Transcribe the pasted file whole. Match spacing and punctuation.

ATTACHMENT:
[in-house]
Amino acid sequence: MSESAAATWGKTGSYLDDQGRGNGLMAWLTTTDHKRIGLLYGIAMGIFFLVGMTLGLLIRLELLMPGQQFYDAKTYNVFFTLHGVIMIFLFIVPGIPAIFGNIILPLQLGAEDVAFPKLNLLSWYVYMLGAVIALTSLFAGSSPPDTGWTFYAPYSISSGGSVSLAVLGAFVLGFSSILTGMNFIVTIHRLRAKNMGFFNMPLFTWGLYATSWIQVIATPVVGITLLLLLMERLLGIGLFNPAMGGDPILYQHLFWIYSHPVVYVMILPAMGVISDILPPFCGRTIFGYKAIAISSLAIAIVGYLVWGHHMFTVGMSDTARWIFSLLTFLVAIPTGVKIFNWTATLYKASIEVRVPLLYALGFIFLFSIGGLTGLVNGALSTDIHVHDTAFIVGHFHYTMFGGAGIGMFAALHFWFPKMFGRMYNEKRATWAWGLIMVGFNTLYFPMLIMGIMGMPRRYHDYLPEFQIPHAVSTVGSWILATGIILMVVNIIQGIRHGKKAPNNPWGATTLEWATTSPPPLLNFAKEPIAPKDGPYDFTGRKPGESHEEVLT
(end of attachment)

[in-house]
Amino acid sequence: MSESAAATWGKTGSYLDDQGRGNGLMAWLTTTDHKRIGLLYGIAMGIFFLVGMTLGLLIRLELLMPGQQFYDAKTYNVFFTLHGVIMIFLFIVPGIPAIFGNIILPLQLGAEDVAFPKLNLLSWYVYMLGAVIALTSLFAGSSPPDTGWTFYAPYSISSGGSVSLAVLGAFVLGFSSILTGMNFIVTIHRLRAKNMGFFNMPLFTWGLYATSWIQVIATPVVGITLLLLLMERLLGIGLFNPAMGGDPILYQHLFWIYSHPVVYVMILPAMGVISDILPPFCGRTIFGYKAIAISSLAIAIVGYLVWGHHMFTVGMSDTARWIFSLLTFLVAIPTGVKIFNWTATLYKASIEVRVPLLYALGFIFLFSIGGLTGLVNGALSTDIHVHDTAFIVGHFHYTMFGGAGIGMFAALHFWFPKMFGRMYNEKRATWAWGLIMVGFNTLYFPMLIMGIMGMPRRYHDYLPEFQIPHAVSTVGSWILATGIILMVVNIIQGIRHGKKAPNNPWGATTLEWATTSPPPLLNFAKEPIAPKDGPYDFTGRKPGESHEEVLT